In appreciation of all the dads out there, I’d like to say from the bottom of my heart—we all have daddy issues. As a full grown woman, I can honestly say I have a great dad who continues to inspire and amaze me. Everyone loves my dad. He’s a gooooooood guy. To this day, his words still ring in my ears even though he lives hundreds of miles away. I often think to myself, “W.W.D.D.?” – What would DAD do? I’m lucky, fortunate, and blessed beyond words, but that doesn’t mean I’m absolved from daddy issues. I don’t mean daddy issues in the weird ‘somebody better call Chris Hansen’ way. Let’s face it—dad is the first man in our lives. He sets the gold (hopefully) standard for how we allow men to treat us and how we see ourselves in the world at large. I grew up with a father who adored and cherished me. He set the bar pretty high for quality control. I’m the Queen of Introspective Navel Gazing and Self-Torture and sometimes wonder if perhaps I may have possibly sort of had a wee tiny bit of commitment issues that may or may not have involved some daddy issues. Maybe, just maybe I was waiting to find a man like my dad. They are hard to come by….trust me, I looked. A lot.
Before you get Hansen on speed dial—our relationship was pretty basic father/daughter love. He was a role model not only for how men should (in my young mind) act, but also for how men should treat women (with respect). Granted—it wasn’t a cognizant search effort. I didn’t have my dad’s stats listed in my Match profile, but I’m sure there was some subconscious filtering happening when it became clear that some of my dates didn’t share the same value system, character traits or work ethic. I think that’s probably a good thing, but I wonder about the women who didn’t grow up with that male figure in their lives. I certainly am aware of some women who grew up without dads and who outwardly appear to have navigated through life just fine which makes me want to bow at their feet and kiss their rings. Amen, sisters.
Dating and relationships aside, Dad, along with Mom, kept me in check all throughout my young life—heck, for most of my adult life. It was their practical advice and leading by example that molded us little people (me and my 3 brothers) into the full blown versions of ourselves. While Dad told me I could be whatever I wanted, he filled it in with sensible advice—“take typing—you’ll always need it. If you train to be a secretary, you’ll always have a job.” I have a plethora of dad’isms to fall back on…
It will ALL work out – IT always does;
Thanks, Dad. I worry less because of you.
Pay your bills on time;
I have a phenomenal credit score – thanks, Dad!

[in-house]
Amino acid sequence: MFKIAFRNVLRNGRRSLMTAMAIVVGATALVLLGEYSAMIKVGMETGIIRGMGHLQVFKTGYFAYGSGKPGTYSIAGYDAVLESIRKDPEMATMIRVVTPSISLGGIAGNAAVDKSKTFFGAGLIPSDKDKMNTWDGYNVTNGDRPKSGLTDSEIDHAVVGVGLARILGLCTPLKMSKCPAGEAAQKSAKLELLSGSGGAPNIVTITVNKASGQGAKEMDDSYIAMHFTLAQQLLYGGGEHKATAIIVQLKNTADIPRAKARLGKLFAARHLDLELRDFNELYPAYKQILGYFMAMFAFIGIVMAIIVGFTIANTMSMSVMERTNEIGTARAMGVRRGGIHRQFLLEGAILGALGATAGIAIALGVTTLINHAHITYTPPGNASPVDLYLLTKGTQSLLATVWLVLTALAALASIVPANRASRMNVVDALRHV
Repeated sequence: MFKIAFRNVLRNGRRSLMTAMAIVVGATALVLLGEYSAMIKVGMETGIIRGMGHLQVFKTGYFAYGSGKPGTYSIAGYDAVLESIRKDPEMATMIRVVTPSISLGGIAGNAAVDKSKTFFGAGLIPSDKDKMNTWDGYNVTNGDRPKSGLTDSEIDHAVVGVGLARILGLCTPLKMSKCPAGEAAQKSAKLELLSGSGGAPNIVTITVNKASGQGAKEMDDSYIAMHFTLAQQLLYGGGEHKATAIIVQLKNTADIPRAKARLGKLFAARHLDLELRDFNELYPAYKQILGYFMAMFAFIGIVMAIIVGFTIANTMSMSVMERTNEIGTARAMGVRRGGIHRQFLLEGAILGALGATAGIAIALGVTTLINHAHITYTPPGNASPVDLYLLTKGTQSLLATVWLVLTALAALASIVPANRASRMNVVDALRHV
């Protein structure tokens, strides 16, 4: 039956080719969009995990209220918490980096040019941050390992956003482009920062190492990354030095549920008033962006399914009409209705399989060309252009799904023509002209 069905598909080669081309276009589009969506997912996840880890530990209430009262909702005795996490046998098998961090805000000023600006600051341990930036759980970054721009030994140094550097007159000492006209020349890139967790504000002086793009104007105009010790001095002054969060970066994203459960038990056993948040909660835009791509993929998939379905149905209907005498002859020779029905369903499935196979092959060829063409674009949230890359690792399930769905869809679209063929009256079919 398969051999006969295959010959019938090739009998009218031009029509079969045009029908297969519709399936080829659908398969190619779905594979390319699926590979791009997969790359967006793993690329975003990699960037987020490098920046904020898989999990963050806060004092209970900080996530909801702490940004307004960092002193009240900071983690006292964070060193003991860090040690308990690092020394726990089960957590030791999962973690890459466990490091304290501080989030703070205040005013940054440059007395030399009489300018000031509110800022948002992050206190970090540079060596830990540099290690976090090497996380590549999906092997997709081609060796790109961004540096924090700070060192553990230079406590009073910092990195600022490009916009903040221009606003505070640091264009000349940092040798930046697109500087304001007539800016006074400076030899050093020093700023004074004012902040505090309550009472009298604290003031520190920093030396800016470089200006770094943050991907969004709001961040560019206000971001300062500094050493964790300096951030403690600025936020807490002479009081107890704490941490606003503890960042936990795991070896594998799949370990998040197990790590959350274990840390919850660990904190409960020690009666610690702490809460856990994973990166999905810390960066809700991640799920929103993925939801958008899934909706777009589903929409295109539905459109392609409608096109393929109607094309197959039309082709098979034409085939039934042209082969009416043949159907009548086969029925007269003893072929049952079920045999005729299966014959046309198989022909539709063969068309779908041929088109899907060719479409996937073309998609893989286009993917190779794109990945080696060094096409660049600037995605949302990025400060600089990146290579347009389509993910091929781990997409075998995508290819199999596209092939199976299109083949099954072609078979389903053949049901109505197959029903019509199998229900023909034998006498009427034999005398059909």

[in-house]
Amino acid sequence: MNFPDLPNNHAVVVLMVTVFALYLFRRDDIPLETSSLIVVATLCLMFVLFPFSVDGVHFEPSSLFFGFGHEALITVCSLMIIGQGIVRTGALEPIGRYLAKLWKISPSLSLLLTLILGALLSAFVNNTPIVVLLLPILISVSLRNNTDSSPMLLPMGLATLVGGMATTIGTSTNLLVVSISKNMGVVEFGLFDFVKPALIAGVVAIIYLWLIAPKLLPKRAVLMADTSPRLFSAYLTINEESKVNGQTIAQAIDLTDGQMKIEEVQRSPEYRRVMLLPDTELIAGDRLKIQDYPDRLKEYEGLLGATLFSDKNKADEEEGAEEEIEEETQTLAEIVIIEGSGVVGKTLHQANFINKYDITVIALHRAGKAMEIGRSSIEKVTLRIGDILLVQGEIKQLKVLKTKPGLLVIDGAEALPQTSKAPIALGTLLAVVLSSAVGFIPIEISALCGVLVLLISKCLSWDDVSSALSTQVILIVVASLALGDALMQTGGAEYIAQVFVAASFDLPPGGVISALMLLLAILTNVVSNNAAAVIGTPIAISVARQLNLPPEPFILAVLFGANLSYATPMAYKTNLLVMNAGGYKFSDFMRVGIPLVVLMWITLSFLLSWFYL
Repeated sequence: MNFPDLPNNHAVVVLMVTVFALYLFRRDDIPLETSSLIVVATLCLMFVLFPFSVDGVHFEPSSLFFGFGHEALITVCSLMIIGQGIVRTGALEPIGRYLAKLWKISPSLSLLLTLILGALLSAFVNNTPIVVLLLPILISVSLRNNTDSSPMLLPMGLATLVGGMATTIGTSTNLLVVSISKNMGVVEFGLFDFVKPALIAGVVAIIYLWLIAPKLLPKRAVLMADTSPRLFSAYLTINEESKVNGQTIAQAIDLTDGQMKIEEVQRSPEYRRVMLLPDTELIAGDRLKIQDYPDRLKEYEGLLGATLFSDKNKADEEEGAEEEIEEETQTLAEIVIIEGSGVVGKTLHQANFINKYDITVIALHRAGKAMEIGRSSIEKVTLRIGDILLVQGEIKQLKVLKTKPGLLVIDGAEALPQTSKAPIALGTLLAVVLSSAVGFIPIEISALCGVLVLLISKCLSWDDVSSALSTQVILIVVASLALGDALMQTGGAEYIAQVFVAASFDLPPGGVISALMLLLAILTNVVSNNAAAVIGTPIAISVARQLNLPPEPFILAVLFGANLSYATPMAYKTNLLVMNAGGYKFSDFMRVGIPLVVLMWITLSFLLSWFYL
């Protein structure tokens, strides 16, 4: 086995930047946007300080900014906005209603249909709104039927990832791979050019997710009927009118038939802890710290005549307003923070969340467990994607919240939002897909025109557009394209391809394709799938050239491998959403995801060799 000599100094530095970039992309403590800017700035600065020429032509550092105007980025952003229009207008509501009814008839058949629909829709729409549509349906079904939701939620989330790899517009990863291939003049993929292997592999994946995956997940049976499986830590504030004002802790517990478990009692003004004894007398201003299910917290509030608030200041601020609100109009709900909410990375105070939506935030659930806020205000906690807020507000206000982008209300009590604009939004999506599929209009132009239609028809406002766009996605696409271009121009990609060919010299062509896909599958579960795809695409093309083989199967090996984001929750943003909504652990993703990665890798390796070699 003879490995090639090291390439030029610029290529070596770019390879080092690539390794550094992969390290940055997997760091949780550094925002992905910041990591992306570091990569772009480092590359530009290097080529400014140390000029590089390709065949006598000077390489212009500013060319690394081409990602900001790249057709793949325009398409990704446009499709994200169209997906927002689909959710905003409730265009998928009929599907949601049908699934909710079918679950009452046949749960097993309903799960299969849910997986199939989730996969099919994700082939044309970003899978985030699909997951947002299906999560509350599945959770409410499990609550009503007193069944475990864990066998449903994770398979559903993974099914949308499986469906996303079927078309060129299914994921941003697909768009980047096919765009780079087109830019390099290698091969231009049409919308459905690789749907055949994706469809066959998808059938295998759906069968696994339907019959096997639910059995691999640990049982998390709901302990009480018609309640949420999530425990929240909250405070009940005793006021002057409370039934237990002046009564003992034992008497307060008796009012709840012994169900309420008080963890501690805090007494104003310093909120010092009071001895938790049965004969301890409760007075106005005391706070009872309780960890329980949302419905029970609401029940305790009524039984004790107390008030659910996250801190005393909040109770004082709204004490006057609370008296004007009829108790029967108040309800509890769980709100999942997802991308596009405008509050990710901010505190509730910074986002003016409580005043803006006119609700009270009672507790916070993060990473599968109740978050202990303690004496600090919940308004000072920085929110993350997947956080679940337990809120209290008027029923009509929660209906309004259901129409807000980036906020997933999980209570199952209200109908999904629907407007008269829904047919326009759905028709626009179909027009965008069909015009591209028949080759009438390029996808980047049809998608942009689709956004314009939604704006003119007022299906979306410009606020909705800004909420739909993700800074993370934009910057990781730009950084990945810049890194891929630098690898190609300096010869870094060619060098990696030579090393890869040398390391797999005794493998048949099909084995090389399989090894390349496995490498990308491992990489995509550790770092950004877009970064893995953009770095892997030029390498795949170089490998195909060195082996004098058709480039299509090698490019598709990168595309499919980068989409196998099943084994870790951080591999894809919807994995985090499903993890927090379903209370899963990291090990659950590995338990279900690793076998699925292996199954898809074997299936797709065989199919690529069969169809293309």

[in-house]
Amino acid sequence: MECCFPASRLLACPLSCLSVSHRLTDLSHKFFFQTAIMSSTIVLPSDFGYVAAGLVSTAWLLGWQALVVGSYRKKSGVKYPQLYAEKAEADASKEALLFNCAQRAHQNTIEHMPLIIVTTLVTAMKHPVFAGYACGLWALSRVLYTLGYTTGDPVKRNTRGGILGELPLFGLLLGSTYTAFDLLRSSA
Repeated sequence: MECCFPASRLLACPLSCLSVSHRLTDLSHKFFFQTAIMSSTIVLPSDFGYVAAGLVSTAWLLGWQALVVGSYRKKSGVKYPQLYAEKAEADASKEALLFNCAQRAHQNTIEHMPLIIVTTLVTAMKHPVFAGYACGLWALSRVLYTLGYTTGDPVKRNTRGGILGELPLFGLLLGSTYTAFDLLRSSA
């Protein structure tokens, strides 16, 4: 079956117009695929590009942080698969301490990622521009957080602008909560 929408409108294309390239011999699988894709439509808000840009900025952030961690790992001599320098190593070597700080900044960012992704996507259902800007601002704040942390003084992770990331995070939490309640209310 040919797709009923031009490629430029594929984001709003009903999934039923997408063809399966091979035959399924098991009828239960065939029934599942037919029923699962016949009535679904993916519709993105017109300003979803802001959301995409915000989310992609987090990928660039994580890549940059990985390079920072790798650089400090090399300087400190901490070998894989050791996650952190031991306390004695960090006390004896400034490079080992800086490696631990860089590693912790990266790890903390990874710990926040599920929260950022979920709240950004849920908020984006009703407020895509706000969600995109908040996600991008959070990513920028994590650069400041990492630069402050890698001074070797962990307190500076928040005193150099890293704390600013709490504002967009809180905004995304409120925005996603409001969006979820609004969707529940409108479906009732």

If I say 11:00 PM, I don’t mean 10:59 or 11:01 PM.
Thanks to your strict curfews, Dad, I detest being late.
You’ll see who your real friends are when you don’t have a car to drive them around in.
Right again, Dad. True friends stick with you through thick and thin – even summers when your car is in the body shop!
Stand up for yourself – no one else will.
It’s not always easy to speak up, but it sure feels good when you do.
My house, my rules.
Thanks for the motivation to get my own house, Dad. Your rules were the pits! Financial independence = freedom to come home whenever I want as well as leave dirty dishes in the sink!
I grew up in a very middle class neighborhood – out in the ‘burbs with lots of kids. Our house was the place everyone congregated after school for a pick up game of wiffle ball. Whether we liked it or not, Dad was out there every afternoon, sitting on the cinderblock retaining wall with his glass of sweet tea ref’ing all the games. Over the back fence = automatic out. Over the side fence = foul ball. Any unsportsmanlike behavior = bench. I think most of the kids were slightly afraid of him while simultaneously being in awe of him. He was not a small man and could give you the evil eye like nobody’s business, but one thing is for sure – everyone respected him. I remember once when I was about ten, I witnessed a fight between my best friend’s parents who lived next door. Her dad had stayed out all night (drinking/gambling?). When he came home that next morning, the fireworks were flying. At one point, the fight moved outside, and I heard the Mom yell (as did the rest of the neighborhood), “you wouldn’t see John Welch acting this way.” And—she was right. Dad not only set the rules, but he followed them. Always—even when no one was looking.
I hear a lot these days about kids feeling entitled. I was the youngest of four children and the only girl. No doubt I was spoiled on some level, but I don’t think any of us ever felt entitled. My brothers and I all share a very strong work ethic and I have no idea how we learned that except for watching my dad get up and go to work every single day without fail. I can’t recall a single time that he called in sick EVER or went in late—not for doctor’s appointments, hangovers, hooky days, etc. I’m not saying my dad was a saint by any means—after all, he’s human. If my mom were alive, I’m sure she could point out a flaw or two. They definitely had their share of ups and downs, and while I used to take his side a lot, I now see mom’s point of view a little better on some things. As a husband, I’m sure he frustrated the you-know-what out of her on a daily basis, but I’m also confident, she loved him with all her heart as do many of us. When Mom passed back in 2006, Dad picked up and started a new chapter in his life after 52 years of marriage. He’s shown us yet again that happiness is a choice and we are responsible for finding our own—even after loss. My only daddy issue these days is that I don’t see enough of him.
Thanks for everything, Dad.
Blessings to all the Dads out there—and for the Moms who are filling both sets of shoes.
Written by: Lori Welch Brown